Review: The 15:17 to Paris | Redbrick | University of Birmingham

Review: The 15:17 to Paris

Film Critic Luis Freijo is profoundly disheartened by Clint Eastwood's latest true-story-tale The 15:17 to Paris

A decade has passed since the last time that Clint Eastwood produced, directed, and starred a film. It was Gran Torino, and it remains the last great film of the legendary director and actor. After his retirement from acting (with the exception of Trouble with the Curve), Eastwood has focused his career on based-on-real-facts stories and his last three features are said to form an informal trilogy about American and ordinary heroism. I find this final turn in his career extremely unappealing and, in some cases, sadly disappointing. Unfortunately, after watching The 15:17 to Paris, it seems that there is not much hope left.

The 15:17 to Paris tells the true story of three young U.S. citizens that stopped a terrorist attack on a train from Amsterdam to the capital of France. The terrorist was armed with and AK-47 and two pistols and accumulated more than 300 hundred rounds of ammunition. He was restrained mainly by the three Americans, two of which belonged to the military forces, alongside some of the other passengers of the train. The situation (climax of the film) was resolved in some very frightful minutes but, of course, this is a feature film intended for commercial release, so the film chooses to account for the lives of the heroes (especially one of them) and the events that led them to the train. And I mean "chooses" in a literal sense, because the script selects specific chapters of their lives to construct an spurious and simplified cause-effect line. Like Boyhood, but backwards.

The film starts with Alek Skarlatos, Anthony Sadler, and Spencer Stone as kids attending an ultra-christian school. Education gets hit first. Teachers in that school range from incompetent to evil, impatient, unfair, ignorant... Nothing seems to be worth salvaging there. Luckily, the Army comes to the rescue.

The problem is that the cult for guns and uniforms, is never made problematic, quite the contrary, is glorified and ultimately shown as necessary
The three friends have a fascination with guns and war, something that can be understood as childhood games. The problem is that the cult for guns and uniforms, is never made problematic, quite the contrary, is glorified and ultimately shown as necessary. No sweat about it, violence against violence, and Manifest Destiny, as Skarlatos, Stone and Sadler were meant to be in that train in order to stop the attack. In a country that bears a tragically high number of deaths by gunfire per year, that is simply irresponsible. The intelligent, subtle and complex approach on the difference between discourse and truth within heroism that Eastwood took with Flags of Our Fathers and Letters from Iwo Jima has vanished. Only propaganda is left now.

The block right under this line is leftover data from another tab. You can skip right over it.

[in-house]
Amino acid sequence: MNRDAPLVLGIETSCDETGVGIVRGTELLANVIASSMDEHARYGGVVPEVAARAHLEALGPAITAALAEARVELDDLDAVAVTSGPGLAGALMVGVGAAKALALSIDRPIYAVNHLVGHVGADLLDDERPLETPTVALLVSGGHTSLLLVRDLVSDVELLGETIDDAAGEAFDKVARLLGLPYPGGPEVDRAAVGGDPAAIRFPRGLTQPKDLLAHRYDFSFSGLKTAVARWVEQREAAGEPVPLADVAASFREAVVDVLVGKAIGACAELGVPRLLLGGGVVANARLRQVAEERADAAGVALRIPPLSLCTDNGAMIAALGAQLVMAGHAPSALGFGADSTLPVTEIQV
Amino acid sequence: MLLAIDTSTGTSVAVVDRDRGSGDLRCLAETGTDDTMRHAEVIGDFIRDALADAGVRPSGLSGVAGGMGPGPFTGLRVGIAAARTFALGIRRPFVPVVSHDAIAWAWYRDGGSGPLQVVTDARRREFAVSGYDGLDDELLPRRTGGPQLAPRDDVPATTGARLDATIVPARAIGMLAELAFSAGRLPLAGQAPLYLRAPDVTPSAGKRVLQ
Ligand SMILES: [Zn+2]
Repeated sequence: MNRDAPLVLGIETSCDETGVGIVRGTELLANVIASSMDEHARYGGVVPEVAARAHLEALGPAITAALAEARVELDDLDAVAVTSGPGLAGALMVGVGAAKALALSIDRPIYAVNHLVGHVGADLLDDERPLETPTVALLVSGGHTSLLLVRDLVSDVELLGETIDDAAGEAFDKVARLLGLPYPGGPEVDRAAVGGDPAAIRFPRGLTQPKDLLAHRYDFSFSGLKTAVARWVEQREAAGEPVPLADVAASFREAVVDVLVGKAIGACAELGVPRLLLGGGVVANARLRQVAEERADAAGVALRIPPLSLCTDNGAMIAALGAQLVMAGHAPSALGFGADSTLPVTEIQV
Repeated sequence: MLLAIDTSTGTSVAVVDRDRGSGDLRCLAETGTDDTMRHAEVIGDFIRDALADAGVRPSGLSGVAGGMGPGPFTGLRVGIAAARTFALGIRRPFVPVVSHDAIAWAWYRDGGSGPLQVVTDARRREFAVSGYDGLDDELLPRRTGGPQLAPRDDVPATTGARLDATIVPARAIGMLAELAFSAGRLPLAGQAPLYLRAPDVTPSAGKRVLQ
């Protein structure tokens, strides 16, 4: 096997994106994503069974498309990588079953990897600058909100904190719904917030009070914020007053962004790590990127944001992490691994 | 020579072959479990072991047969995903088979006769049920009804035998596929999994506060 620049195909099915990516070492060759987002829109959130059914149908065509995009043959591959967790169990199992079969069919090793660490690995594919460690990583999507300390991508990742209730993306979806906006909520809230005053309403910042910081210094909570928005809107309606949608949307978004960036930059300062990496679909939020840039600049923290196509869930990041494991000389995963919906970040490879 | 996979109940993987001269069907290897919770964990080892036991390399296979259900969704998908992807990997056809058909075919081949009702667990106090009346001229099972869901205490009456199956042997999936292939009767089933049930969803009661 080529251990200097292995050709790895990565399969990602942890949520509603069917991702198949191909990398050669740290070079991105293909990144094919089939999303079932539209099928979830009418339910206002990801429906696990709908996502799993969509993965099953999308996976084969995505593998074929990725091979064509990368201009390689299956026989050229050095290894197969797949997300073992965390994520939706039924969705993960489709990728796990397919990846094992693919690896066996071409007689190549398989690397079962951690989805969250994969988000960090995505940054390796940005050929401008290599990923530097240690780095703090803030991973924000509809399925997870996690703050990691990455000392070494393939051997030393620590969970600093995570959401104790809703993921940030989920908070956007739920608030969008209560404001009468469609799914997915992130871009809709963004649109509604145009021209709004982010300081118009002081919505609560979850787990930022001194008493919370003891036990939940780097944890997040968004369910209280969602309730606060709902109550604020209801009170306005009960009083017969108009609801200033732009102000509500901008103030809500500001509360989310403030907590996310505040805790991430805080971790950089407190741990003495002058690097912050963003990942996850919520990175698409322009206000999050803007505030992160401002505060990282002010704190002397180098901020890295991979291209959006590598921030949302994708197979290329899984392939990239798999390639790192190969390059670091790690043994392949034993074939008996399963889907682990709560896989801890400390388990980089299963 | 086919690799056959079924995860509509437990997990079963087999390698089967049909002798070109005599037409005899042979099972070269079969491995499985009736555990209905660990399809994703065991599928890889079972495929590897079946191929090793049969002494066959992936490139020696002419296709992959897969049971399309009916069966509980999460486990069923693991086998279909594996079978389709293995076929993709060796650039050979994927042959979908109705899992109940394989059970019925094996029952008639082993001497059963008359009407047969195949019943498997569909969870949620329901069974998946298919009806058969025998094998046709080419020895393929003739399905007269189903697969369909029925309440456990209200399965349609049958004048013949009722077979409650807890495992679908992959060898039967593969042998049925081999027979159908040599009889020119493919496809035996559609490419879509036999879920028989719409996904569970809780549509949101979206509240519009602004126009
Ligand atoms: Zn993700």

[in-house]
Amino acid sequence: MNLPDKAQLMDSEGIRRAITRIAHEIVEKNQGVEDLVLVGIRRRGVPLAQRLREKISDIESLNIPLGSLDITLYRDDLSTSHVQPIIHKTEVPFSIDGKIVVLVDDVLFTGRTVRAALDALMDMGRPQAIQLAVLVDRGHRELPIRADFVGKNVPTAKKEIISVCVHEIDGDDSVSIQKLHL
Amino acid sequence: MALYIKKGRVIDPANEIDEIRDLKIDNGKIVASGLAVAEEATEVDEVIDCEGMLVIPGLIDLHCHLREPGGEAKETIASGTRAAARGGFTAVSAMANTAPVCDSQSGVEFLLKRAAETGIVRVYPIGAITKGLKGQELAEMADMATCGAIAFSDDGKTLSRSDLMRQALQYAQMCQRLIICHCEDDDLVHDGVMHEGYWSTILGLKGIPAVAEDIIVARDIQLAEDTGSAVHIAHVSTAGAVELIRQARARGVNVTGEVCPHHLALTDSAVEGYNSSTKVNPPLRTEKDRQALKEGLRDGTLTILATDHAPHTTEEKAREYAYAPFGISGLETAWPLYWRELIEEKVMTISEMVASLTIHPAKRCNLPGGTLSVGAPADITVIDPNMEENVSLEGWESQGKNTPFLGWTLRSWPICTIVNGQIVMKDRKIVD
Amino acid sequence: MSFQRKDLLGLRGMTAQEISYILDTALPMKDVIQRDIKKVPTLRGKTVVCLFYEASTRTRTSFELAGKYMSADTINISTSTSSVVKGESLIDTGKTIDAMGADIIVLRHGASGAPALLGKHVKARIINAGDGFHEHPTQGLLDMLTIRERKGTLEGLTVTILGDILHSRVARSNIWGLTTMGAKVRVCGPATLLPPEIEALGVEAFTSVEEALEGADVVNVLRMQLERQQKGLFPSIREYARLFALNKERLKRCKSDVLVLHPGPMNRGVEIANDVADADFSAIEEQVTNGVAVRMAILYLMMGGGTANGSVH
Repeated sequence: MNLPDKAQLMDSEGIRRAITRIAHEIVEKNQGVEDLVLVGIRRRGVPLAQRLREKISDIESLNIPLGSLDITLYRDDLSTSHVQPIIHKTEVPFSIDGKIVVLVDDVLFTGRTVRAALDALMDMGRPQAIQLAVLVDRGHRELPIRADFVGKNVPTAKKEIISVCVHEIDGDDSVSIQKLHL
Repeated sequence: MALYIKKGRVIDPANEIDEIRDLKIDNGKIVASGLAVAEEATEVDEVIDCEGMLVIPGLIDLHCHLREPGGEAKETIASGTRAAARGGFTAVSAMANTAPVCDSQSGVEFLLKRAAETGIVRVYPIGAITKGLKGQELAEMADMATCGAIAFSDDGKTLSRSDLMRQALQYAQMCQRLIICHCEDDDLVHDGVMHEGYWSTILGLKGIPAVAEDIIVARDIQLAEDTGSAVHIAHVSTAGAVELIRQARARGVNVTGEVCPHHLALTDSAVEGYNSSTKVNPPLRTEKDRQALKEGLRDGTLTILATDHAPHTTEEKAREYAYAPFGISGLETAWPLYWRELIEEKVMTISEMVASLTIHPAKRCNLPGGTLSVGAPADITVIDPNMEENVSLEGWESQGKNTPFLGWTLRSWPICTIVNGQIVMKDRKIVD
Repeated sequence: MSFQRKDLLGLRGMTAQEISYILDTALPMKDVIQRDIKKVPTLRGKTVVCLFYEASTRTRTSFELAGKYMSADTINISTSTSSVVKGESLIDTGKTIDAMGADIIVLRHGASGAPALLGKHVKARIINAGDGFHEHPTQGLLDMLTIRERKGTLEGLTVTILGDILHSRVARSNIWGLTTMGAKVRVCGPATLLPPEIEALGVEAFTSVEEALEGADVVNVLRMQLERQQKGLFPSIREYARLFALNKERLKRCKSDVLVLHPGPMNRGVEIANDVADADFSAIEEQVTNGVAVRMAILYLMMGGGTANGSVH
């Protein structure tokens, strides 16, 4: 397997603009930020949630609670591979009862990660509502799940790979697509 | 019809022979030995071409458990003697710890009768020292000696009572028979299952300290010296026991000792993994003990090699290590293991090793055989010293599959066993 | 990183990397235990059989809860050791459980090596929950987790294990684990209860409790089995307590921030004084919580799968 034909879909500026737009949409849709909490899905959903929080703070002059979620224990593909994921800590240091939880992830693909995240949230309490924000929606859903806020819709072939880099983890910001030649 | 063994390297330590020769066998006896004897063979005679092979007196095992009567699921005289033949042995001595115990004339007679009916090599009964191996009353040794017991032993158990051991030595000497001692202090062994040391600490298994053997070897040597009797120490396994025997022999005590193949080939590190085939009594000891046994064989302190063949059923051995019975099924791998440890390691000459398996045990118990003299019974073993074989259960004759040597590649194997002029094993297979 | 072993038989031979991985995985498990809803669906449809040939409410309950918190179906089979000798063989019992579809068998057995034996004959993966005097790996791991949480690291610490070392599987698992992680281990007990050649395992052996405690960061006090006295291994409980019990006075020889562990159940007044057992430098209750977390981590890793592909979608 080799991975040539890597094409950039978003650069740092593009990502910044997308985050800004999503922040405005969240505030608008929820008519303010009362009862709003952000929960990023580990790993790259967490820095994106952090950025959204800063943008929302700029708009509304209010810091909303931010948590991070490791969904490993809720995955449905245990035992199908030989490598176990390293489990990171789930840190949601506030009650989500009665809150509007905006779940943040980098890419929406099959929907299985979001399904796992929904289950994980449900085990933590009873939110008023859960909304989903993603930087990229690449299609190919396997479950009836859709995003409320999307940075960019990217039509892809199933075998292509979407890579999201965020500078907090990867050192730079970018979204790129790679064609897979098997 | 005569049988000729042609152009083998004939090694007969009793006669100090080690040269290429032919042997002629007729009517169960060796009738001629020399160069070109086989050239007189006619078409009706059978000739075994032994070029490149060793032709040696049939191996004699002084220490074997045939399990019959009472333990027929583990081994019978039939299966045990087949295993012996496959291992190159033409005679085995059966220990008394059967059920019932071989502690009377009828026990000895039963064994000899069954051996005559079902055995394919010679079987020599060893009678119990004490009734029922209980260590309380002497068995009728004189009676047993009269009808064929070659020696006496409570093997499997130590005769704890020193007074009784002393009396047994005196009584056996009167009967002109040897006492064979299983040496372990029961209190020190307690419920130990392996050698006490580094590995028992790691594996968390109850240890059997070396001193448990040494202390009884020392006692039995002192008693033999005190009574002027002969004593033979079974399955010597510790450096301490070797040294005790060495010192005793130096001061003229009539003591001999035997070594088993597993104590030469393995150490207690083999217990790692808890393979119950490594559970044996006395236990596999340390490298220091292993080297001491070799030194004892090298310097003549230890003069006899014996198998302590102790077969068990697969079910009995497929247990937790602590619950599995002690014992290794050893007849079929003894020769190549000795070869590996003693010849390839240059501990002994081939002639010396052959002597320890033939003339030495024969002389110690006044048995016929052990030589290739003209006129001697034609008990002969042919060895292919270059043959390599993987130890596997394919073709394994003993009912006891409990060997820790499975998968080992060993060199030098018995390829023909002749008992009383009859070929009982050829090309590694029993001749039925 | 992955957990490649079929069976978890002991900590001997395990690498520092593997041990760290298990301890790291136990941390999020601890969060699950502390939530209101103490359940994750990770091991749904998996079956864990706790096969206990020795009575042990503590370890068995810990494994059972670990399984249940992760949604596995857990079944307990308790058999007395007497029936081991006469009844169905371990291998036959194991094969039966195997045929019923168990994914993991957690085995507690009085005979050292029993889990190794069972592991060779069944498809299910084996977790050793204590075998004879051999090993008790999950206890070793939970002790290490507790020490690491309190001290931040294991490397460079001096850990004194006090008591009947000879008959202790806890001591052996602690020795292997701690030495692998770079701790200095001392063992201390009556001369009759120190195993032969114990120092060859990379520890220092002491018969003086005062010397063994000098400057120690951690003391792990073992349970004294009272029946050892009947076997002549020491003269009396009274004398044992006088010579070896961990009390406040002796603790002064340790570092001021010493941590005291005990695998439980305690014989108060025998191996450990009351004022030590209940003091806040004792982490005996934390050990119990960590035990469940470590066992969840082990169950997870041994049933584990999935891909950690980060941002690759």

That impossible narrative joins an unbelievable vulgarity in the filmmaking. The acting is clichéd, the cinematography is obvious, the montage treacherous. It looks as if the Eastwood and his team did not really care about the form of the film. This is not classicism, as with Gran Torino or Million Dollar Baby. It is simply dull. It calls to mind the German telefilms that are used in Spain for napping on a Sunday afternoon, especially when the three protagonists reach their travel around Europe.

It is simply dull. It calls to mind the German telefilms that are used in Spain for napping on a Sunday afternoon
All the significant places are visited in what appears a home-made video of random tourists (of the obnoxious selfie-taking kind, no less). I would only highlight one positive aspect of all this (for the sake of not being completely mean to a filmmaker that I profoundly admire): Eastwood has managed to get some very fresh performances from Stone, Skarlatos, and Sadler, who play themselves in the film. It may appear as something easy to do, but one thing is being oneself and another completely different thing is to be natural in front of a camera, and the three heroes succeed at it.

It is difficult to pinpoint what is going on with Eastwood lately. Granted, the man is 87 and keeps making a film every year, or every two. But maybe he should think about taking some more time, in order to not loose quality in his works, like it has happened with other "youngsters" such as Ridley Scott, Woody Allen, or even Terrence Malick. And I don´t think it is a matter of pace. Between 2003 and 2008 Eastwood crafted four masterpieces (Mystic River, Million Dollar Baby, Letters from Iwo Jima, and Gran Torino) and two very good films (Flags from Our Fathers and Changeling), but his choices have not been as fortunate after that. It seems that the last great Western that I am hoping for is less and less likely.

Verdict: The 15:17 to Paris finds its definition somewhere between telefilm, travel video and propaganda. Filmed in a very non-creative way, nothing in there bears any kind of interest. One of the worst films in Clint Eastwood's career, if not the worst.

Rating: 2/10


18th February 2018 at 9:00 am

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